Jennifer Charles’s Profile

Faculty
active 2 months, 1 week ago
Jennifer Charles
Title
Adjunct Assistant Professor
Department
English
Office Location
P313 / Library
Academic interests

Pedagogy, teacher development

Pronouns
She/ Her
Work Phone
347-235-7275
Website
Twitter
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My Courses

ENG 1121 Composition II D435, SPRING2020

ENG 1121 Composition II D435, SPRING2020

Welcome to ENG 1121! This course builds on its prerequisite ENG 1101 as part of the first-year writing program. As we embark on this journey, you will deepen your analysis and understanding of writing and rhetoric as you explore new genres and examine how others create genres in response to various situations. You will develop awareness of the power of language and discourse in different communities, and examine research to understand how genres are reflective of our perspectives on varying issues as well as embody tentative solutions to real-world problems. You will also engage in conversations and reflection as you are given opportunities to write in a variety of genres across a wide array of situations. Throughout this journey, you will be provided with tools to help you be successful in your reading and writing process and build your awareness of your writing choices. Our ultimate goal is to provide you with the rhetorical knowledge, skills and tools so that you are able to transfer them into other writing situations, whether in future coursework, the workplace, or your personal lives. In exploring situations beyond the scope of this class, our expectation is that you can become a successful writer in your college career and beyond.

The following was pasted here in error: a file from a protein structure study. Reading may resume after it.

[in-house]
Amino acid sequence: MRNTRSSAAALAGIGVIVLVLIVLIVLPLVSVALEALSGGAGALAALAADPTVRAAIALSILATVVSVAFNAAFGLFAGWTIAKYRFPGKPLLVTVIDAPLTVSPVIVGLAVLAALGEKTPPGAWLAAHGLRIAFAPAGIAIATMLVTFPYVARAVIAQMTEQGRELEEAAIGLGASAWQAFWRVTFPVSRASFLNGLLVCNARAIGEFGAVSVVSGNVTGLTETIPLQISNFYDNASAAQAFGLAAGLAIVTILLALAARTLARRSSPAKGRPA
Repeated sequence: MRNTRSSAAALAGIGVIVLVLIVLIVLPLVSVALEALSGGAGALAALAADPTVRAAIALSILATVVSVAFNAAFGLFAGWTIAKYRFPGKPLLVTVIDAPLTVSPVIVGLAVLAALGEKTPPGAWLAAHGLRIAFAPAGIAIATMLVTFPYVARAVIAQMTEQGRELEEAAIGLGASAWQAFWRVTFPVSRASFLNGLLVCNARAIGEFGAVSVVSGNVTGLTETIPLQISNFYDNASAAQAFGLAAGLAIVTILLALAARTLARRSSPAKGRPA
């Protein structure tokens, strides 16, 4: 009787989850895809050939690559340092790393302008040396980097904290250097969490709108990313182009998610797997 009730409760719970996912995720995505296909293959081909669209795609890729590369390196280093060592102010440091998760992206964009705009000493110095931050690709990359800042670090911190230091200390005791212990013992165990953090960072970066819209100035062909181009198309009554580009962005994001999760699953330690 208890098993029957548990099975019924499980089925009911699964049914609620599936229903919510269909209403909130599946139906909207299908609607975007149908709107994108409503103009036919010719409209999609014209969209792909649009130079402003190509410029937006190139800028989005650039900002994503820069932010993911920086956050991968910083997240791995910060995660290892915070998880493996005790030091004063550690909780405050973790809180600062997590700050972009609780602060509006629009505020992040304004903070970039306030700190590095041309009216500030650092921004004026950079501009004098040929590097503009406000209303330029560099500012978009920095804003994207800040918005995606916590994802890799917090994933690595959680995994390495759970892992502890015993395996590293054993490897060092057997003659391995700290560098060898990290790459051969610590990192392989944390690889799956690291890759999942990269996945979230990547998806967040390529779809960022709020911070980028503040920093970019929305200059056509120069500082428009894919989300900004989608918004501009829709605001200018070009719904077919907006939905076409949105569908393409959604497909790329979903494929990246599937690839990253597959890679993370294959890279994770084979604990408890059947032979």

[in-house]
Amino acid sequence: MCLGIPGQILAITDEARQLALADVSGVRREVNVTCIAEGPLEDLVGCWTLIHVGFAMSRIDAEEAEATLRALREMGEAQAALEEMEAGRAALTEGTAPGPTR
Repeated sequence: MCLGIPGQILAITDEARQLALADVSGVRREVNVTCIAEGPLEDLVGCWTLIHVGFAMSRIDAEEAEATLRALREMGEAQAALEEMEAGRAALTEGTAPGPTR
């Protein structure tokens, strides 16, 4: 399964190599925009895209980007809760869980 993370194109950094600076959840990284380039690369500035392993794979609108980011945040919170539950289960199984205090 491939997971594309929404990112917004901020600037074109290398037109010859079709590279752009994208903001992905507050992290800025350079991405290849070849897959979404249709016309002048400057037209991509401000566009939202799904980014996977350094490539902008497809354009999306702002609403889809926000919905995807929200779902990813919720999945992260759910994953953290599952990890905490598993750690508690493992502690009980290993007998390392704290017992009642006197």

ENG1121 Composition II D414, SPRING2020

ENG1121 Composition II D414, SPRING2020

Welcome to ENG 1121! This course builds on its prerequisite ENG 1101 as part of the first-year writing program. As we embark on this journey, you will deepen your analysis and understanding of writing and rhetoric as you explore new genres and examine how others create genres in response to various situations. You will develop awareness of the power of language and discourse in different communities, and examine research to understand how genres are reflective of our perspectives on varying issues as well as embody tentative solutions to real-world problems. You will also engage in conversations and reflection as you are given opportunities to write in a variety of genres across a wide array of situations. Throughout this journey, you will be provided with tools to help you be successful in your reading and writing process and build your awareness of your writing choices. Our ultimate goal is to provide you with the rhetorical knowledge, skills and tools so that you are able to transfer them into other writing situations, whether in future coursework, the workplace, or your personal lives. In exploring situations beyond the scope of this class, our expectation is that you can become a successful writer in your college career and beyond.

ENG1101 Composition D388, Fall 2019

ENG1101 Composition D388, Fall 2019

English 1101 is the introductory composition course. Its goal is to develop students’ reading, writing, and analytical skills as well as their discussion practices. By reflecting critically on literacy practices and engaging in their own, students are expected to become more nuanced practitioners of language. Students begin the course by writing literacy narratives that focus on such concerns as language diversity, orality, and language and technology. While academic discussion is important in the course, the primary emphasis is on students’ ability to negotiate multiple contexts and writing situations rather than becoming familiar with only academic language.

ENG1101, CompositionD314 Fall 2019

ENG1101, CompositionD314 Fall 2019

English 1101 is the introductory composition course. Its goal is to develop students’ reading, writing, and analytical skills as well as their discussion practices. By reflecting critically on literacy practices and engaging in their own, students are expected to become more nuanced practitioners of language. Students begin the course by writing literacy narratives that focus on such concerns as language diversity, orality, and language and technology. While academic discussion is important in the course, the primary emphasis is on students’ ability to negotiate multiple contexts and writing situations rather than becoming familiar with only academic language.

My Projects

Office of the Provost

Office of the Provost

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